The government is failing to monitor almost half of England’s protected biodiversity sites, reports Unearthed, Greenpeace’s investigative unit.
Of the 4,126 sites of special scientific interest (SSSIs) currently in existence, 47% have not been monitored in the last six years, as is required by national monitoring guidelines.
The data emerged in response to a parliamentary question by the co-leader of the Green Party Caroline Lucas.
Eight months ago Theresa May launched the government’s 25-year environment plan, which promised to “not only conserve but enhance” protected areas.
Natural England, the government agency responsible for monitoring these areas, has seen its budget almost halved from what it was a decade ago.
Rebecca Newsom, head of politics at Greenpeace UK, said: “The government must end this shameful neglect of England’s most important nature sites. Funding cuts must be reversed and a new environmental watchdog with proper enforcement and investigation powers established, to avoid systematic failures like this after Brexit.”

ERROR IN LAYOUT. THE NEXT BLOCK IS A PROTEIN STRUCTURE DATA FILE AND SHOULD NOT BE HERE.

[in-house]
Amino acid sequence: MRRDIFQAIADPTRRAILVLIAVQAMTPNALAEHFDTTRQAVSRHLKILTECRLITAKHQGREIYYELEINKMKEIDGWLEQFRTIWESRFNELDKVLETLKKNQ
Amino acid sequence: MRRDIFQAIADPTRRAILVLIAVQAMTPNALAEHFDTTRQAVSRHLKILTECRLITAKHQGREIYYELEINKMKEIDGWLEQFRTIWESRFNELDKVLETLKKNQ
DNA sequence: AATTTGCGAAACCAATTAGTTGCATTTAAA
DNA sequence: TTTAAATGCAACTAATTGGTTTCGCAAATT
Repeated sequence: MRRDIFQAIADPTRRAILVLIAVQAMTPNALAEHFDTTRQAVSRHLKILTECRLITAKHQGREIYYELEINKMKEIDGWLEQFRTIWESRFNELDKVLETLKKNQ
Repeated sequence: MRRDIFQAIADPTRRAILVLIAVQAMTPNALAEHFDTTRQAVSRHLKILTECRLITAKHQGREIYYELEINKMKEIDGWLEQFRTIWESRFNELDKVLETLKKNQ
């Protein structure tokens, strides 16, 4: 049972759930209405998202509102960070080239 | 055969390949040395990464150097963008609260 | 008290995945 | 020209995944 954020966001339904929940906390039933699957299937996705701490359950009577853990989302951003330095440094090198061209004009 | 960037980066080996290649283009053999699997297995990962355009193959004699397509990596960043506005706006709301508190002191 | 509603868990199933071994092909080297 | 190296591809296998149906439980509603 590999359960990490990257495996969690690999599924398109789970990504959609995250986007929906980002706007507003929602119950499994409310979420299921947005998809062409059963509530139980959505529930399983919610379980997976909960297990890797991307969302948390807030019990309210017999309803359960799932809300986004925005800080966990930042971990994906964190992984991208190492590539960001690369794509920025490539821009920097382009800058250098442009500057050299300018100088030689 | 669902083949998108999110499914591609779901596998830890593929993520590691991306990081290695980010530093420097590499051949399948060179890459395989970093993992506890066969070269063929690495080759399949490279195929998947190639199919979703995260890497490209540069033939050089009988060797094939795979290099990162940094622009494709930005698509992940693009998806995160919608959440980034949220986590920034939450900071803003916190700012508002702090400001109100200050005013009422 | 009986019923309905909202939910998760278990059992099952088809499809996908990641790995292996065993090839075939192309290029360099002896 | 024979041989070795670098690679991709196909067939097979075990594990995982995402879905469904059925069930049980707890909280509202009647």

SSSIs afford legal protection to the UK’s most significant areas for wildlife, plants, geological and physical features, including many areas within national parks and nature reserves.
Unearthed found that many parts of the Pennines, Exmoor and some of the best-loved parts of the Lake District have not been monitored in eight to ten years, despite some being reported as being in unfavourable conditions at the time. This includes England’s highest mountain, Scafell Pike, which was last assessed in 2010.
Parts of SSSIs within the South Downs around Beachy Head and the Seven Sisters have not been monitored in ten years, while those inside Cornwall’s Lizard peninsula and St Michael’s Mount were last monitored in 2011.
More than one in ten of the UK’s wildlife species is threatened with extinction, making it “among the most nature depleted countries in the world”, according to a major report published in 2016.
Contact Greenpeace UK news team on 020 7865 8255 and firstname.lastname@example.org